Backfilling a database

When you go live with an integration, you start receiving patient data from your connection's system from that point going forward. Depending on your unique workflow, you may require historical data to provide enough context for your system to do its job.

Let's say you have a scheduling app that reminds patients about their upcoming appointment. You plan to start sending reminders to patients from your connection's system once you go live with the integration. But some existing patients booked appointments prior to you integrating with your connection. This means you need a backfill of appointment and patient data so that your app can start sending reminders to the existing patients with appointments.

Even if you don't have a client-facing need for historical data, it may be useful to have historical patient data even for patient searches from your system. Without a backfill, you could only search for new patients created from the point of your implementation going forward.

Scoping

During the scoping process, we recommend that you work with your connection to define what historical data you may need and decide the best option to backfill your system prior to going live.

Data on demand

You may also need a backfill if you're using data on demand. If so, the same scoping considerations and backfill options apply. Learn more about data on demand.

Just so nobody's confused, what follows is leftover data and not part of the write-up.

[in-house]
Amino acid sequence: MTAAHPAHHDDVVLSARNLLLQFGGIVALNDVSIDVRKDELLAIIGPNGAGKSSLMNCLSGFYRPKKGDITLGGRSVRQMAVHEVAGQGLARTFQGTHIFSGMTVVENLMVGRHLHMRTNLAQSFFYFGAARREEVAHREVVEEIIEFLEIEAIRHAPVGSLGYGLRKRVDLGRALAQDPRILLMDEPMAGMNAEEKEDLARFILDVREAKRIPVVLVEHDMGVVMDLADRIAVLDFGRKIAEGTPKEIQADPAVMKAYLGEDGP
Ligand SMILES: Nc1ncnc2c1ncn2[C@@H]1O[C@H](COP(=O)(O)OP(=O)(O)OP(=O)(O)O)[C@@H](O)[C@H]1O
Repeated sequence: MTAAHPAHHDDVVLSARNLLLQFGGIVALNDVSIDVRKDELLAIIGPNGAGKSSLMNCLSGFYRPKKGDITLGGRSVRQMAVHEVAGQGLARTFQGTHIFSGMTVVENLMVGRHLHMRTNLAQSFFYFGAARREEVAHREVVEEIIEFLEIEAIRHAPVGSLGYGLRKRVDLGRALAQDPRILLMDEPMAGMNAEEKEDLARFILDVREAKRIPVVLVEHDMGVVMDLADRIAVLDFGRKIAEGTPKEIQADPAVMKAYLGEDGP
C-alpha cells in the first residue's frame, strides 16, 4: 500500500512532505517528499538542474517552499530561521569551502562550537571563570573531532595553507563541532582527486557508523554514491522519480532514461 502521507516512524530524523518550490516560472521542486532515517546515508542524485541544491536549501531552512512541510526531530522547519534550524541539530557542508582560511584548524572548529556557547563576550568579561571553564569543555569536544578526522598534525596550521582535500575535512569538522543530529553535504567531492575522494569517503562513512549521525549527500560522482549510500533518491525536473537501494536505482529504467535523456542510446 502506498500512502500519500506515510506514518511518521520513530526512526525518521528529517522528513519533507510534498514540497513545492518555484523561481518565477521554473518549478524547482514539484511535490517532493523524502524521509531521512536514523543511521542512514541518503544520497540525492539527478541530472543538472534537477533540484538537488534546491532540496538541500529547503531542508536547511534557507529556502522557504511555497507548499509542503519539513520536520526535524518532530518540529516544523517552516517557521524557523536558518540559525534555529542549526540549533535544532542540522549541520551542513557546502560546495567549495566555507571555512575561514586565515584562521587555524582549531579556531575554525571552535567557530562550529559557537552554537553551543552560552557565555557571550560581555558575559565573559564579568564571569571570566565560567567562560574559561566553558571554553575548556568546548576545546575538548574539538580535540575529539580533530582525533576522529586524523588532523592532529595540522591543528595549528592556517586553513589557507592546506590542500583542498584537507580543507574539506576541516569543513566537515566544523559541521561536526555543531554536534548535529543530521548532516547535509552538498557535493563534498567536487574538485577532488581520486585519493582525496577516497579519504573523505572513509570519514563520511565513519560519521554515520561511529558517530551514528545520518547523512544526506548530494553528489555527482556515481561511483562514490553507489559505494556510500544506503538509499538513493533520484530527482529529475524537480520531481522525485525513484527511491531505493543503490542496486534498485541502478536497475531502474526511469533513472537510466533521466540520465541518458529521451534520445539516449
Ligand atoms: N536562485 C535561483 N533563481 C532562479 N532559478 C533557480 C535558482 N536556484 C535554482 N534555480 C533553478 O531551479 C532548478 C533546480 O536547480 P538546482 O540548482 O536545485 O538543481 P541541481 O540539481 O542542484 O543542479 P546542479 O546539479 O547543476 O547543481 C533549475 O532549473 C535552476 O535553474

Backfill options

There are two common options for backfilling:

  1. Your connection uses an existing configuration to push historical data to Redox to populate your backfill prior to going live. If available, we recommend this option since it simplifies the effort to process the backfill and leverages existing mechanisms for real-time integration. 
  2. Your connection populates one of Redox's CSV flat file templates for historical patient and appointment, then sends it to your system. The file can be uploaded to populate your backfill. This option is sometimes easier for your connection's system.

How far back to go

It’s typical to backfill an entire patient population, six months of future appointments (from the go-live date), or a current inpatient census. Whatever you decide, we recommend carefully considering the quantity and type of data that you backfill. Make sure you prioritize only the absolutely critical data elements for a backfill.

For instance, consider how quickly your system can consume the amount of data you're requesting.

For example, it may be nice to have laboratory results from the past 10 years, but it could extend your implementation timelines in order for your connection to compile the data–and for your system to actually consume that much data.

When deciding how much data to request, make sure to (a) prioritize only the absolutely critical data elements for a backfill; and (b) consider how quickly your system can consume the amount of data you're requesting.